David Tepper’s Deals: Owner dodges questions on Eastland, Rock Hill and Uptown District as hints about stadium renovations emerge

Who is driving and where are questions WBTV is trying to get answers to since hundreds of millions of taxpayer dollars in both Carolinas are on the line.
Published: May. 3, 2022 at 6:58 PM EDT
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CHARLOTTE, N.C. (WBTV) - Since his very first days in Charlotte, Panthers and Charlotte FC owner David Tepper has been described as a straight shooter. But a WBTV investigation and review of public-private partnerships with Tepper Sports & Entertainment raises questions about how often the billionaire’s target is shifting.

Before Tepper’s purchase of the Panthers was even finalized, WBTV Reporter Steve Crump interviewed Charlotte Councilman Ed Driggs about what Driggs wanted to see from the NFL’s new richest owner.

“We need to get the preliminary information of what the owner wants and then we need to see what we’re in a position to do,” Driggs said in May of 2018.

The Panthers headquarters and practice facility in Rock Hill is by far the biggest example of a public-private partnership that hasn’t gone according to plan.

Fast forward to the present day, and the same councilman, who is privy to closed session discussions between the Panthers and the City, is asking Tepper Sports & Entertainment CEO Nick Kelly about the status of public-private projects, at a Rotary meeting.

Kelly didn’t have an answer to the question, other than saying he expects elected officials to be leading the charge.

“We (TSE) have a seat at the table, we’re not driving the conversation,” Kelly said.

Who is driving and where are questions WBTV is trying to get answers to since hundreds of millions of taxpayer dollars in both Carolinas are on the line.

The Panthers headquarters and practice facility in Rock Hill is by far the biggest example of a public-private partnership that hasn’t gone according to plan.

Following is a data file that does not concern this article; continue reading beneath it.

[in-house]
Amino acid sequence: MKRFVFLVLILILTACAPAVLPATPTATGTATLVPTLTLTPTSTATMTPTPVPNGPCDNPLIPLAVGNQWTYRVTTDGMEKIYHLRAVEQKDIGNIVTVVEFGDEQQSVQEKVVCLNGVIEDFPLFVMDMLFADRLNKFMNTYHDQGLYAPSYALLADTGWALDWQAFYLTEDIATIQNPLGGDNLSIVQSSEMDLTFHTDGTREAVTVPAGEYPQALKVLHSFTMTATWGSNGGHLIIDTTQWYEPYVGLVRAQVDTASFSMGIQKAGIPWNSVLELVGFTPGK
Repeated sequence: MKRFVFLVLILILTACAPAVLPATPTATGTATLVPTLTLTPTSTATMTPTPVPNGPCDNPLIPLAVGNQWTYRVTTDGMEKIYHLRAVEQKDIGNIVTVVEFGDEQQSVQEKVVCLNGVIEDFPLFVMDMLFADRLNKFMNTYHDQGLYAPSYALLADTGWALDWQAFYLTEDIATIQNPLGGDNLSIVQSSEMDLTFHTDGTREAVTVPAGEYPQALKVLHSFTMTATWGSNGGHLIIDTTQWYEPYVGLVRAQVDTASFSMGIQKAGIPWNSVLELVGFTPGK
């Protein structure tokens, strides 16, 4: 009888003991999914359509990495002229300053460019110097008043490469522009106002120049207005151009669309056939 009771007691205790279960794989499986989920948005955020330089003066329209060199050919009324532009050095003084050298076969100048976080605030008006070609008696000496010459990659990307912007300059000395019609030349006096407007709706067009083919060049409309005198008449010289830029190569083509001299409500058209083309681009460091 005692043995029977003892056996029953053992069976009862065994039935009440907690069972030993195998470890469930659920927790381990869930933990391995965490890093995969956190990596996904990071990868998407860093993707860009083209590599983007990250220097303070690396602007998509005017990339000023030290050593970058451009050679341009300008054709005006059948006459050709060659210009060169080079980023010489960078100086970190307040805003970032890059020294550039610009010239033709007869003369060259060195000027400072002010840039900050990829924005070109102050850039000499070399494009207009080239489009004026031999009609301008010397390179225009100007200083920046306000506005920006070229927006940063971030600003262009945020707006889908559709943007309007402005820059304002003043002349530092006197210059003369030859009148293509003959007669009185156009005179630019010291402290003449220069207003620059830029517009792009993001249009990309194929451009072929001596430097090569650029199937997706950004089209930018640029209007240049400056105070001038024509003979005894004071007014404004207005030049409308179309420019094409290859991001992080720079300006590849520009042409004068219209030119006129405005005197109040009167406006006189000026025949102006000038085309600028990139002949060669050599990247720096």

Tepper’s GT Real Estate says it terminated the contract with the city and during a news conference last week Tepper said the two sides are just trying to sit at the same table to talk.

“We’re just right now trying to get together and talk and make those arrangements,” Tepper said.

But there are more questions about how much talking there is between the City of Charlotte and Tepper Sports.

Shortly after Charlotte was awarded an MLS franchise, details of negotiations between the City of Charlotte and Tepper Sports started becoming public at the beginning of 2020.

In a letter to MLS Commissioner Don Garber, the city council agreed to commit $110 million to the MLS project, with some of it going to the Eastland project that would include the MLS Team Headquarters.

In January 2020, Charlotte Economic Development Director Tracy Dodson hammered home how important TSE would be to the Eastland project.

“Tepper Sports will be that anchor,” Dodson said.

But by October 2020 Dodson said the plan was already morphing and the MLS team headquarters was no longer part of the plan at Eastland.

Instead, the TSE involvement with Eastland would now be limited to the Charlotte FC Elite Academy HQ and public soccer fields.

The negotiations also no longer included tethering the Panthers to Charlotte.

The $110 million deal was now just $35 million, and there was also a promise made about the timeline for developing the proposed Uptown Entertainment District. The District was talked about as a way to attract visitors and foot traffic to the stadium year-round.

“The vision for the Uptown District would be completed in 2021 with a further, more in-depth analysis for a long-term play for the Stadium to follow in 2022,” Dodson said during the October 2020 council meeting.

Neither of those plans has been revealed yet and a source tells WBTV if the Panthers campaign for a new stadium that realistically would not happen this year.